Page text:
DARPA Outlines Plans For Active Flow Control X-Plane
DARPA plans to launch a program to fly an X-plane designed around active flow control with the award of contracts to conduct an extended conceptual design phase.
Three contracts could be awarded beginning as early as this week.
The Pentagon advanced research agency plans to fly a large-scale manned or unmanned demonstrator in mid-fiscal 2024 under the Control of Revolutionary Aircraft with Novel Effectors (CRANE) program.
Active flow control (AFC) involves adding energy into the boundary layer to maintain, recover or improve vehicle performance. Fluidic or plasma actuators can replace conventional flight controls, reduce observability, enhance efficiency, increase maneuverability or achieve other benefits.
Previous applications of AFC include boundary layer control (BLC) using wing blowing to reduce the landing speed of naval aircraft such as the Dassault Etendard IV, Hawker Siddeley Buccaneer and North American RA-5C Vigilante.
But previous uses have involved adding AFC to an already frozen designs to fix problems. BLC was added to the Lockheed F-104 during development to reduce landing speed. AFC was flight tested on the Bell XV-15 tiltrotor to reduce rotor downloads on the wing and on the Lockheed Martin F-16 to reduce loads on the ventral strakes from the wake shed by a targeting pod.
More recently subscale AFC demonstrators have flown in the U.S. and UK, while Boeing and NASA conducted full-scale flight tests of a 757 with a vertical tail that used AFC to increase rudder effectiveness, potentially enabling a smaller, lower-drag tail.
The goal of CRANE is to demonstrate the benefit in a clean-sheet aircraft that incorporates AFC as the primary design consideration. DARPA is looking for novel configurations for a manned or unmanned X-plane weighing between 1,000 lb. and 10,000 lb. and capable of high subsonic speed.
“We are trying to get back into the pure X-plane experimental realm,” said Alexander Walan, DARPA program manager. “We are not looking to do a prototype or something that looks like an operational airplane, but we are looking for high-risk, high-payoff ideas.”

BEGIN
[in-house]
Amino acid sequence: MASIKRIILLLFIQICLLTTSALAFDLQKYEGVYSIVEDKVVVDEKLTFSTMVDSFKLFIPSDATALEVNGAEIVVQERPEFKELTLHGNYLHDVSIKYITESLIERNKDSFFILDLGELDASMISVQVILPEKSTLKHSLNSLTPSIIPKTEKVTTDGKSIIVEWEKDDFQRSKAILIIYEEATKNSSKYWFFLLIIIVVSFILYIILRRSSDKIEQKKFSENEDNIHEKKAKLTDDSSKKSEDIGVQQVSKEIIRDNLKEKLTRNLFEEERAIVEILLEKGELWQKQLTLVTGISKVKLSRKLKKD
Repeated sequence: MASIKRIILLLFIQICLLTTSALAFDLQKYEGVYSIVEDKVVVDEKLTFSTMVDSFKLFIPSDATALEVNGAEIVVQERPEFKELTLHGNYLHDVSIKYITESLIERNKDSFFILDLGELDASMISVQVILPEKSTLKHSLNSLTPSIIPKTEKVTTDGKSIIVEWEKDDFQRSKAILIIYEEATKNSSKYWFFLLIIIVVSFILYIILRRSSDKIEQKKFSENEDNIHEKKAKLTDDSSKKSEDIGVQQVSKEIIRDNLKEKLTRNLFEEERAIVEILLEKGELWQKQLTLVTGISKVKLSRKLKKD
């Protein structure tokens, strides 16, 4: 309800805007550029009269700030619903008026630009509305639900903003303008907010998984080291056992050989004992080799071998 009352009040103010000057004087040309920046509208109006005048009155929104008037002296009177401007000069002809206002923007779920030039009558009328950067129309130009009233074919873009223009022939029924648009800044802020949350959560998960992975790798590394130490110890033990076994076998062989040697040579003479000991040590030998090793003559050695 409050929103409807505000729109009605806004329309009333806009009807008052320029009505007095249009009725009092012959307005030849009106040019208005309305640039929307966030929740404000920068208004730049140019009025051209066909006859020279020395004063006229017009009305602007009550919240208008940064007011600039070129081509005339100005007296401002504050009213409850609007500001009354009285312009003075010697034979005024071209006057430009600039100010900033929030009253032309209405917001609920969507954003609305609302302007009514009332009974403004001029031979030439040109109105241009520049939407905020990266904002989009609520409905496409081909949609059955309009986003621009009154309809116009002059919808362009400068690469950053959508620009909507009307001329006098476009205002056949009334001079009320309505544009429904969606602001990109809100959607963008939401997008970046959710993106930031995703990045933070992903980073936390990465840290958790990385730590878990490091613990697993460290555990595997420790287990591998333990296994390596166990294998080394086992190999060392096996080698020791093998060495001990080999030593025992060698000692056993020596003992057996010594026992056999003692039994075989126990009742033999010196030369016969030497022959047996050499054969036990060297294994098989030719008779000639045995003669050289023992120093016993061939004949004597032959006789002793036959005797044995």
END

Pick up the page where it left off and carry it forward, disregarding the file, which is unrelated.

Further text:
Rather than specify what it is seeking from CRANE, “we said we want novel planforms and geometries, and then you industry can show us what that airplane can do that is different,” he said. “The X-plane may be heavier than a relevant airplane. We may have dual control surfaces at first. But what we want to do is push the envelope and quantify the potential benefit for a transition airplane down the road.”
In the extended, one-year Phase 0 of CRANE, each contractor will design multiple different concepts to explore the trade space for AFC-enabled vehicles. “This time next year we’ll start downselecting from multiple contractors, multiple ideas, to one or more that will go forward to a preliminary design review [PDR],” he told the American Institute of Aeronautics and Astronautics Aviation event on June 16.
“We asked folks to start with multiple configurations with different benefits. Three months into Phase 0 we’ll probably have a downselect from three or four ideas per contractor to one or two so we can focus,” he said. In terms of performance metrics for CRANE “we’re looking at increases in efficiency, maneuverability, takeoff-and-landing performance and weight.”
After the PDR at the end of the nine-month Phase 1, DARPA plans to downselect to a single contractor for detail design in the year-long Phase 2. A critical design review and go/no-go decision on Phase 3 to build and fly the X-plane is planned for mid-fiscal 2023.
In addition to conceptual design, contractors in Phase 0 are expected to perform risk-reduction work including wind-tunnel and component testing and potentially subscale flight tests, largely focused on AFC actuators. Ancillary studies also are planned to identify other potential AFC benefits.